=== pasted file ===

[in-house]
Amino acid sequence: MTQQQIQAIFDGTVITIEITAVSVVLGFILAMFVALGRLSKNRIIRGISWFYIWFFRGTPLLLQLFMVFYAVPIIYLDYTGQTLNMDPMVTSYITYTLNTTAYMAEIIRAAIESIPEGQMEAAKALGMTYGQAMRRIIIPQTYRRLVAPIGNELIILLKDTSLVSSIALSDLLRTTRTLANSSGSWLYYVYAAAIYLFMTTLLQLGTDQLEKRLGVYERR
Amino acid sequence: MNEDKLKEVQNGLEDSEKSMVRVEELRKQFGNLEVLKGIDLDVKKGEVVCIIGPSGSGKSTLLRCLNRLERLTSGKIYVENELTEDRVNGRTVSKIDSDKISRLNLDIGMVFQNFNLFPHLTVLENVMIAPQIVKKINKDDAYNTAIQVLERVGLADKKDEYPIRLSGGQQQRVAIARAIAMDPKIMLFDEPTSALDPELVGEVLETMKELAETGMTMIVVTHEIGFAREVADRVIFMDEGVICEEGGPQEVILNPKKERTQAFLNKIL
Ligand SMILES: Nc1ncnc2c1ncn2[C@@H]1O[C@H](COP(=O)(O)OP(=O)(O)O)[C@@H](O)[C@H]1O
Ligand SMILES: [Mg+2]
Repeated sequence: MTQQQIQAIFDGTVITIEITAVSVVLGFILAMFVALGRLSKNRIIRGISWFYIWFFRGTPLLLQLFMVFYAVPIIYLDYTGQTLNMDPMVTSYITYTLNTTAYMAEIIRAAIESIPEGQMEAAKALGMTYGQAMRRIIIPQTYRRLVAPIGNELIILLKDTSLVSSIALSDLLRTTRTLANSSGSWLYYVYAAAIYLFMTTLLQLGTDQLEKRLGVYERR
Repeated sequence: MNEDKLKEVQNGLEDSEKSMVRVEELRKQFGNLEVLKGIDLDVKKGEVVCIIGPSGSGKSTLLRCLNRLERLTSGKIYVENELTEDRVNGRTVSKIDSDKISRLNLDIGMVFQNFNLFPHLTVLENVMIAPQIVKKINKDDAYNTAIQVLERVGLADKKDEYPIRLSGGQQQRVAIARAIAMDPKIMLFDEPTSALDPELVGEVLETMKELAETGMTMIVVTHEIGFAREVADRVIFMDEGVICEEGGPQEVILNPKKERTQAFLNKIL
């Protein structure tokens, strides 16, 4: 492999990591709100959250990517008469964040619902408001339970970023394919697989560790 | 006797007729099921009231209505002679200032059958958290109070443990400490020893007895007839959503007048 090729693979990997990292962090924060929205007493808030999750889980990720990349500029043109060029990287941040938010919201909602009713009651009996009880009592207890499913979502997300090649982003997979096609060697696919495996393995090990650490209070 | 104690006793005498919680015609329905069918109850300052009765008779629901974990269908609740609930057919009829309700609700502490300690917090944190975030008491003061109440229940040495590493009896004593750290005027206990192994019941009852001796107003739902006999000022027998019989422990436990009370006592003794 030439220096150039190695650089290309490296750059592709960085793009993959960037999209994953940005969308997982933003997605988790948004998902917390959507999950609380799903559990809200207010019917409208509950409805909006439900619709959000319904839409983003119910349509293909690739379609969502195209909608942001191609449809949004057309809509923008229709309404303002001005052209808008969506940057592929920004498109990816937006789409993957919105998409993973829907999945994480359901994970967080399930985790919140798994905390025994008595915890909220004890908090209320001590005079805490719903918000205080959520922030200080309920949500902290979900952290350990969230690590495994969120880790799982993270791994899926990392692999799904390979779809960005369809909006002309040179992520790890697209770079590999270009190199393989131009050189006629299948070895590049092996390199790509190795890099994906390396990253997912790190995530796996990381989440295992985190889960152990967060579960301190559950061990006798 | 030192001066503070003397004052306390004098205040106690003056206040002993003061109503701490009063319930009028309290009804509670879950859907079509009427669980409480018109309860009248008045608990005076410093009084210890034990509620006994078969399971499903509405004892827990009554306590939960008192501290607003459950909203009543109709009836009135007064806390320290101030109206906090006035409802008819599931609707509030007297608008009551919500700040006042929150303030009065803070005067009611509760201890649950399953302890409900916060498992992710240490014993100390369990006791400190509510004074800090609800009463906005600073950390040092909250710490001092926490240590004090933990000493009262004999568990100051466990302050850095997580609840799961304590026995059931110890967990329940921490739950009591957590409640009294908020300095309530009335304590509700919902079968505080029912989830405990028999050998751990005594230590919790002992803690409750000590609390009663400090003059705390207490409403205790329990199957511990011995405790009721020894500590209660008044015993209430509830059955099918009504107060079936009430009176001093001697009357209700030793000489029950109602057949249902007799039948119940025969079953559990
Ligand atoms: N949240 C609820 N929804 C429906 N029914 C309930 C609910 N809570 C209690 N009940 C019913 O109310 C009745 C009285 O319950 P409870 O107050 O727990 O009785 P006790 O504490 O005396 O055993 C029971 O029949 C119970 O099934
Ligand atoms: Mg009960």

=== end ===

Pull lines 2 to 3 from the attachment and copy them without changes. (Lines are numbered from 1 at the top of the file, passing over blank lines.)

Amino acid sequence: MTQQQIQAIFDGTVITIEITAVSVVLGFILAMFVALGRLSKNRIIRGISWFYIWFFRGTPLLLQLFMVFYAVPIIYLDYTGQTLNMDPMVTSYITYTLNTTAYMAEIIRAAIESIPEGQMEAAKALGMTYGQAMRRIIIPQTYRRLVAPIGNELIILLKDTSLVSSIALSDLLRTTRTLANSSGSWLYYVYAAAIYLFMTTLLQLGTDQLEKRLGVYERR
Amino acid sequence: MNEDKLKEVQNGLEDSEKSMVRVEELRKQFGNLEVLKGIDLDVKKGEVVCIIGPSGSGKSTLLRCLNRLERLTSGKIYVENELTEDRVNGRTVSKIDSDKISRLNLDIGMVFQNFNLFPHLTVLENVMIAPQIVKKINKDDAYNTAIQVLERVGLADKKDEYPIRLSGGQQQRVAIARAIAMDPKIMLFDEPTSALDPELVGEVLETMKELAETGMTMIVVTHEIGFAREVADRVIFMDEGVICEEGGPQEVILNPKKERTQAFLNKIL